Silver City’s library keeps growing
Appeal Staff Writer
When the historic, 1867 Silver City schoolhouse burned to the ground in 2004, the community found itself without a library. But not for long.
Quest Lakes, a resident in Silver City for the past 15 years, turned it into an opportunity, transforming the library from a collection of mostly paperbacks into an array of more than 600 titles.
“Silver City is a book-loving community,” Lakes said. “We have a lot of people here with master’s and doctorate’s, and there’s a lot of self-educated books lovers. Most communities you go to, people don’t just sit around and read.”
However, it’s in an unusual location: Silver City’s Volunteer Fire Department on High Street – which poses some difficulties, such as lack of space.
Lakes would like to display the entire collection of books, but is content with switching books in and out to keep them changing.
“The firefighters are really nice. They have a loft, and they’re letting us store books up there,” she said “My own house is covered with donations.”
Only about a third of the books are on display. The library, which is open during public meetings (held in the firehouse), has a sofa and two cozy chairs. A computer is set up for Internet access, and several more donated computers components will make for a small lab.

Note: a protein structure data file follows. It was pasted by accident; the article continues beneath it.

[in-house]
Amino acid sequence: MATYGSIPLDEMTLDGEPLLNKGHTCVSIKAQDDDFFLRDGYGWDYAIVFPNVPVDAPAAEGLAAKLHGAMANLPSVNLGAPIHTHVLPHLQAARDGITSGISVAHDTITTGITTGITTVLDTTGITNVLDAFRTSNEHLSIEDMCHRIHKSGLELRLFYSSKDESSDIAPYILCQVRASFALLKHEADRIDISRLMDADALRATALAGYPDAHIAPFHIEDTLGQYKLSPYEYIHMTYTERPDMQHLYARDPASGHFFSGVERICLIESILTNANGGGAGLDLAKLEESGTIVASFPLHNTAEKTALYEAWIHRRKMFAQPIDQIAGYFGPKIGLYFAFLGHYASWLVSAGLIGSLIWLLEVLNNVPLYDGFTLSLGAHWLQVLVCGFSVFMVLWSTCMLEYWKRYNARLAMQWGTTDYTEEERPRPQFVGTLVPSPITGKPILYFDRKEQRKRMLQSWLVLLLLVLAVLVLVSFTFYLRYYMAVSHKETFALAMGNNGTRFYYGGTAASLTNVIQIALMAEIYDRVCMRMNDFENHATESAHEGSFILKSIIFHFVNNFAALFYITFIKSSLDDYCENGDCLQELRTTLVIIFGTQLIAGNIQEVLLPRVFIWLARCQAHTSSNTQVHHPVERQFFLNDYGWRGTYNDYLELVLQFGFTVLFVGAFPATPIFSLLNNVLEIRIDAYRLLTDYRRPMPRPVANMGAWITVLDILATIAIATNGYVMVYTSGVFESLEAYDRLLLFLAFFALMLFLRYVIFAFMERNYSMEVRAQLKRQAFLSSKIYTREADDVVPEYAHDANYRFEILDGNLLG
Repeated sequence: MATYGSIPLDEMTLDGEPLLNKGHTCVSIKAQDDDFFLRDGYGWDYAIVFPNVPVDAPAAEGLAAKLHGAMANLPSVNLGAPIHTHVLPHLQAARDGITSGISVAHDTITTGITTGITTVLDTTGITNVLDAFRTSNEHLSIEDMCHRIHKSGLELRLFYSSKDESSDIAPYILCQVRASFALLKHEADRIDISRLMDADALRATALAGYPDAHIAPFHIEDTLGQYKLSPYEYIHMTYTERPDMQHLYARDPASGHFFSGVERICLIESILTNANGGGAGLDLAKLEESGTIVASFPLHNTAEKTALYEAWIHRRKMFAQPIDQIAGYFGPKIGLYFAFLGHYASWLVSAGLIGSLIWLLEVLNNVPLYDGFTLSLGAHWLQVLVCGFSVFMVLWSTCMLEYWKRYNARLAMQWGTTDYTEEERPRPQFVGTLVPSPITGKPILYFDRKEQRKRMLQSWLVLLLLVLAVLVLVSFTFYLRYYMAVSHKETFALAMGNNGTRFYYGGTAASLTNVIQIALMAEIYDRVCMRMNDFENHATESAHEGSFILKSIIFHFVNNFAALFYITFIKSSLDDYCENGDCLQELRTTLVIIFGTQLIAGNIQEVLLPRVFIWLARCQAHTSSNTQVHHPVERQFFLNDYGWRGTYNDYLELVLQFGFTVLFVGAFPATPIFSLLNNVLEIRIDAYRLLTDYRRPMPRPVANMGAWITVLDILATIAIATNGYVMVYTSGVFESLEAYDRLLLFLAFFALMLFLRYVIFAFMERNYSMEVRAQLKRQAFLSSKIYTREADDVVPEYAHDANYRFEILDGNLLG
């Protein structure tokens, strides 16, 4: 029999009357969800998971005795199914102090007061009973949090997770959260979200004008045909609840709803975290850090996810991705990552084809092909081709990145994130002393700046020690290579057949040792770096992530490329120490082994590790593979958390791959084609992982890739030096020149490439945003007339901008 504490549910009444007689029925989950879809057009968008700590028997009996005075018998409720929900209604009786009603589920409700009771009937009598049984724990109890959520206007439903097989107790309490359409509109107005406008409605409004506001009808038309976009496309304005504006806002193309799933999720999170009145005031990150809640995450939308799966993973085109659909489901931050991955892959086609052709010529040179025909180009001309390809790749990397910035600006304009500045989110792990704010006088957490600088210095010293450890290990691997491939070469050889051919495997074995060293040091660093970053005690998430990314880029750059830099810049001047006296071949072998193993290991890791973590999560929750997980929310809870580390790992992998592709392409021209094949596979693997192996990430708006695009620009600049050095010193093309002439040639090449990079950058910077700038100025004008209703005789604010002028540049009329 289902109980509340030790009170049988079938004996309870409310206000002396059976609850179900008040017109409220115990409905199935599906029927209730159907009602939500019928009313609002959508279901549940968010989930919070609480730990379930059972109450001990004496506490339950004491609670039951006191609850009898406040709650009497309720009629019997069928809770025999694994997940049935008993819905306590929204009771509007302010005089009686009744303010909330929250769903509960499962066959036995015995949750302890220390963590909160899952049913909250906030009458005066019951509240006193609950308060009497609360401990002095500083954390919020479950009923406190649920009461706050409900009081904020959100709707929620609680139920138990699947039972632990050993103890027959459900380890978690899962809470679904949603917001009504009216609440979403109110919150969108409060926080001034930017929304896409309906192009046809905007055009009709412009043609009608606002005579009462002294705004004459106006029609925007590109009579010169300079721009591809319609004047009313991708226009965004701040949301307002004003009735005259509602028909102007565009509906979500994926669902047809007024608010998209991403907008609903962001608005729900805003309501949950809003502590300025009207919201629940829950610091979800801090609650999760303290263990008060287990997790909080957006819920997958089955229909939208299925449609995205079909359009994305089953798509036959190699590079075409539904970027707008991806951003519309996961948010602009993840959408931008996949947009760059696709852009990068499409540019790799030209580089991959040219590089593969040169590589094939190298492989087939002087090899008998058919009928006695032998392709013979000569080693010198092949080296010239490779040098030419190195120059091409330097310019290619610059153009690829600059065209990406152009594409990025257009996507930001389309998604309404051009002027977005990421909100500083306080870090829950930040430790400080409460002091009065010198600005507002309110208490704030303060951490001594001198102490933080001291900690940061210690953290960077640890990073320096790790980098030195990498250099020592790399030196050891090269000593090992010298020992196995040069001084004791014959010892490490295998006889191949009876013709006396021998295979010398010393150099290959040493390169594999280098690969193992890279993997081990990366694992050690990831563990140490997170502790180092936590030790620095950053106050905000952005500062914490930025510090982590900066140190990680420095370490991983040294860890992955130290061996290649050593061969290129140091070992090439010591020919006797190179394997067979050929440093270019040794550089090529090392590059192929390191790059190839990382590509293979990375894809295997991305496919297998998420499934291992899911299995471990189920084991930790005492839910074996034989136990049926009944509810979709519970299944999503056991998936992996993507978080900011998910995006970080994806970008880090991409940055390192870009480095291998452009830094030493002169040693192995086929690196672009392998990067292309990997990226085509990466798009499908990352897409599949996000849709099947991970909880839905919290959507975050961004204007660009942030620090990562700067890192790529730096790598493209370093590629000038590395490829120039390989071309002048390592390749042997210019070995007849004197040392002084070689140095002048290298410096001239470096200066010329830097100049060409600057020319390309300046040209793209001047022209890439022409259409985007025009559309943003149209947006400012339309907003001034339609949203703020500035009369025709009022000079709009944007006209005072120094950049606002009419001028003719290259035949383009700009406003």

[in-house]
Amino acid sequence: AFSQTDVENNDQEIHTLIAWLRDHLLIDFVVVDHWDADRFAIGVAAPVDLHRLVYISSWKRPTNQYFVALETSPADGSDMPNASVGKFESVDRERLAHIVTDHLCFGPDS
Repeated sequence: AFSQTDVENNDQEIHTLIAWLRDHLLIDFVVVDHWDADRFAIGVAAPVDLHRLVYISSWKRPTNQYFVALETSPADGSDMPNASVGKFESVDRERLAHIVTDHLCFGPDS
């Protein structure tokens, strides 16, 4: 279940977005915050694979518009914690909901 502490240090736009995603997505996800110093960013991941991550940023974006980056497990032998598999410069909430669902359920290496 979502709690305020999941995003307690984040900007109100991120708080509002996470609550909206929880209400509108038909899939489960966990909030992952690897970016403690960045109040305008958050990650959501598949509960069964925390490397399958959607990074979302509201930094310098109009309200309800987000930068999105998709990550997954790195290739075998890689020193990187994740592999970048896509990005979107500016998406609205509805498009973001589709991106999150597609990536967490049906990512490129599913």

Storey County School Libraries donated many books to the library, some of which, Lakes discovered, are first editions which she is trying to sell on eBay. Many are late 1800s and early 1900s books. Anyone interested in purchasing books should call her at 847-0742.
All money goes to the Silver City Library to purchase items like printer ink, bookshelves and magazine holders.
There are four large, vertical windows in the library, and a television allows videos and DVDs to be played in one corner. A windowsill near the children’s collection, which includes pieces like Syd Hof’s “Grizzwold,” “Aesop’s Fables” and Shari Cohen’s “Draw Fantasy: Dragons, Centaurs and Other Mythological Characters,” is host to several plastic dinosaurs. A globe is nearby.
“The fantasy titles have been very popular with the kids,” Lakes said. “The adults seem to be pulling a lot from history and contemporary fiction.”
Starting Jan. 8, the library will be open 2-4 p.m. Sundays, and coffee will be served. Lakes is hoping to host tutoring sessions, poetry readings and book clubs. Next on her list of accomplishments is to add the Civil War collection donated by resident Cherrie Welling in honor of her Marine Corps son.
The facility has unique features found in few other libraries – books are taken out on an honor system, and patrons can keep them for two to three months. The library is only open to Silver City residents.
Lakes is anxious for the community center to be built – at one time the hope was summer 2006, but she’s not sure when now – so the entire collection can be displayed.
“The library will be a lot bigger when we have a community center,” she said.
n Contact reporter Maggie O’Neill at email@example.com or 881-1219.